In addition to the proportion of children recovered (recovery rate), CMAM programs report the proportion of children that exit as non-recovered, defaulters, and deceased. The recovery, default, and non-recovered rates improved for both OTP and TSFP at the national level, with mortality rates remaining constant at 0.05–0.15%. The default rate declined from the pre-COVID to COVID period by 2.4% (4.8% pre-COVID vs. 2.4% during COVID) for SAM and 1.7% for MAM (4.3% pre-COVID vs. 2.6% during COVID). The non-recovered rate declined by 0.9% (2.6% pre-COVID vs. 1.7% during COVID) for SAM and 1.1% for MAM (4.1% pre-COVID vs. 3.0% during COVID) (Fig. 4). While median monthly mortality rates were stable for both SAM and MAM, the total number of SAM deaths fell by 35.2% (324 deaths pre-COVID vs. 210 during COVID), and the total number of MAM deaths decreased by 42.1% (324 deaths pre-COVID vs. 210 during COVID). The largest proportional increases in SAM deaths occurred in Western Bahr el Ghazal (300%) and Unity (100%), whereas the largest increases in the number of MAM deaths were in Western Bahr El Ghazal (717%) and Central Equatoria (137%).
This analysis aims to characterize changes in national-level nutrition program performance resulting from the COVID-19 pandemic and pandemic response, including modifications to nutrition treatment protocols and service delivery strategies. Analysis of programmatic data from all CMAM reporting sites in South Sudan found evidence of decreased admissions and improved program outcomes.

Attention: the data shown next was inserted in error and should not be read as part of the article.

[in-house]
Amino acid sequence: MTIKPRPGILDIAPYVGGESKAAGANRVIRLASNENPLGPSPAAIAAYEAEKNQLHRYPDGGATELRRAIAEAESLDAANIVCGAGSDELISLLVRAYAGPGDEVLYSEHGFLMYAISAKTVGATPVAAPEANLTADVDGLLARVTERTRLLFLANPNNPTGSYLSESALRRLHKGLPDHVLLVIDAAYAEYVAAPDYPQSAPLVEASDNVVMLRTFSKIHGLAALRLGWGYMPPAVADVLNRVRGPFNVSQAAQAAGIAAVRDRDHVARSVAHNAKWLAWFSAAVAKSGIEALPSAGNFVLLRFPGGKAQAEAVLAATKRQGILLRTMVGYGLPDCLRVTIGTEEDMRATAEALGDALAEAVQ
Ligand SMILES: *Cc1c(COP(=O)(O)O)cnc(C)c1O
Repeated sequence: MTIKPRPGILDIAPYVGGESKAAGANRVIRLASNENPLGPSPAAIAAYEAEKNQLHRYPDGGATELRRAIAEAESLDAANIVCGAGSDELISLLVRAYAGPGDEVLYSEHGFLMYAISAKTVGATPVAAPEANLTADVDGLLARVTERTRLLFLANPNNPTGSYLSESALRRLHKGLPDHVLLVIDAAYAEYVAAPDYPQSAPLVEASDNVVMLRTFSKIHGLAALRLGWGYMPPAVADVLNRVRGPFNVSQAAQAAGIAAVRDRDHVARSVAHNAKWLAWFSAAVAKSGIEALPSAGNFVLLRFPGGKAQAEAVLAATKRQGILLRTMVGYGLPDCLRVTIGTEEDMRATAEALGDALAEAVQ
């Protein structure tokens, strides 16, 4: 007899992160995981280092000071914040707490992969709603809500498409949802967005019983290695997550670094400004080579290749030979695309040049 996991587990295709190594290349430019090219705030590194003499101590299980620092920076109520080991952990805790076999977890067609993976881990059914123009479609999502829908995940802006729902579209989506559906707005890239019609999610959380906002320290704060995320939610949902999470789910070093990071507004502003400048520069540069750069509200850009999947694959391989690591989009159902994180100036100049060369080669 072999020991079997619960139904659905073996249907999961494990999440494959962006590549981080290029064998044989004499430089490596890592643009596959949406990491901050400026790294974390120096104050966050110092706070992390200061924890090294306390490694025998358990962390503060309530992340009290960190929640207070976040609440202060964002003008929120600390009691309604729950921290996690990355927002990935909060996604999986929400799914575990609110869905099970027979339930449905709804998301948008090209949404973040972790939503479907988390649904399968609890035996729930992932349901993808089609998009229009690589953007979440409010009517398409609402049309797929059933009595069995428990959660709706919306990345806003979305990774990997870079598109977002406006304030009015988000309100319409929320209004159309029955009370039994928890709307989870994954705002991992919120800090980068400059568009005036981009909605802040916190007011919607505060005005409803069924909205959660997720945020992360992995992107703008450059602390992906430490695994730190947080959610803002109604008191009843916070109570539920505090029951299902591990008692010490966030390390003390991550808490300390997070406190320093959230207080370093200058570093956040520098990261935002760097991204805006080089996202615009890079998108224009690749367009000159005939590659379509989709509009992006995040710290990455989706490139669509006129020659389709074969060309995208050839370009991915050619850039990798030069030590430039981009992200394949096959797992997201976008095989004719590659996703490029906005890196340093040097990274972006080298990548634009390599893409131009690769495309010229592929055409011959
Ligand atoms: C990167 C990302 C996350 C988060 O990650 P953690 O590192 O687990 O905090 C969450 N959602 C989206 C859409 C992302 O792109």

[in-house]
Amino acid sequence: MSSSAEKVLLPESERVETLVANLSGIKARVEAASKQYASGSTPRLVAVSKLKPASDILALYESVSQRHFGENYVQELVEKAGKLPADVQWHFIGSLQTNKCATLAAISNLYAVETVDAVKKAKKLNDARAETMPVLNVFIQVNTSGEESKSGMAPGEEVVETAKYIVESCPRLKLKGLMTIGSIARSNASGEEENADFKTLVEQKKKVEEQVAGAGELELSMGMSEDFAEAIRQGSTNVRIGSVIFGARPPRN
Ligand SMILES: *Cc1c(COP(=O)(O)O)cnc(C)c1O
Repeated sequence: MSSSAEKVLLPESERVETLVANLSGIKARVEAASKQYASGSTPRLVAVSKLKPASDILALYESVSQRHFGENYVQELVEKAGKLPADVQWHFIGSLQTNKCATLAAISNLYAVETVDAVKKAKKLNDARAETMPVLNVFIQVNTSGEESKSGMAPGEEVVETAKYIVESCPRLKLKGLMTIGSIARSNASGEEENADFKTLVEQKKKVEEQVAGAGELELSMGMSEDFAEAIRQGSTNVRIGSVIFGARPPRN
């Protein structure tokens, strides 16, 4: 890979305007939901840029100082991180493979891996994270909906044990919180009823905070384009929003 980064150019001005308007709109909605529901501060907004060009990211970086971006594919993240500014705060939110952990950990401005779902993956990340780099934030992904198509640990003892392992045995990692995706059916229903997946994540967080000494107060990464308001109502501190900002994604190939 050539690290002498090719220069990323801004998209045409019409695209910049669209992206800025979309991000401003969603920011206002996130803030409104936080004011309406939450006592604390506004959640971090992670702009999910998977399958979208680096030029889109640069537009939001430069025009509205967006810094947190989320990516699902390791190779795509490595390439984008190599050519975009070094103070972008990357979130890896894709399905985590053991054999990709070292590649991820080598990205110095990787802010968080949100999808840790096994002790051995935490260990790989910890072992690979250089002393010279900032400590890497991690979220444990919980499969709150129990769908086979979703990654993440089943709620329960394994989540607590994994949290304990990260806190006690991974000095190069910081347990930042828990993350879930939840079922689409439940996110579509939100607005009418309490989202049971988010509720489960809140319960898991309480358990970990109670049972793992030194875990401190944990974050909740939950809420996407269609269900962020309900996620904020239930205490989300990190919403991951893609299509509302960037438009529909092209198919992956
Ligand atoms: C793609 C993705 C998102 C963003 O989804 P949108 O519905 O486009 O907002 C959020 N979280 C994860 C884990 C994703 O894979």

Total admissions and median monthly admissions for SAM both declined during the COVID period compared to pre-COVID; total MAM admissions increased slightly during COVID, while median monthly admissions declined. It is difficult to discern which contextual factors or protocol adaptations drove changes in admission given the regularity of flooding, displacement, intensification of conflict, and worsening food security concurrent to the pandemic’s emergence and implementation of CMAM protocol changes (Additional file 2); however, a similar analysis at the state level provides a more nuanced understanding of state- and county-level factors that most likely provoked changes in admissions .
Declining admissions in the context of extreme food insecurity, as observed during COVID-19, is notable. At a national level, food security was improving in late 2019; however, by October 2020, 6.4 million people were estimated to be acutely food insecure, and this figure remained above 6 million through 2021 . Estimates of the number of children under five in need of treatment for acute malnutrition increased slightly from 1.2 million at the onset of the pandemic to 1.3 million 2021 [16, 17]. Of the counties where the nutrition situation was classified as critical from November 2020 to March 2021, nearly 80% were in Upper Nile, and 17% in Northern Bahr el Gazal, but both of these states saw decreases in SAM and MAM admissions, which is unexpected given crisis levels of food insecurity . The number of CMAM admissions during the 15-month COVID period in this analysis equates to 66% of the projected 2021 acute malnutrition caseload nationally (83% for SAM and 60% for MAM), suggesting a potential gap between acute malnutrition treatment needs and recuperative services provided, particularly for MAM .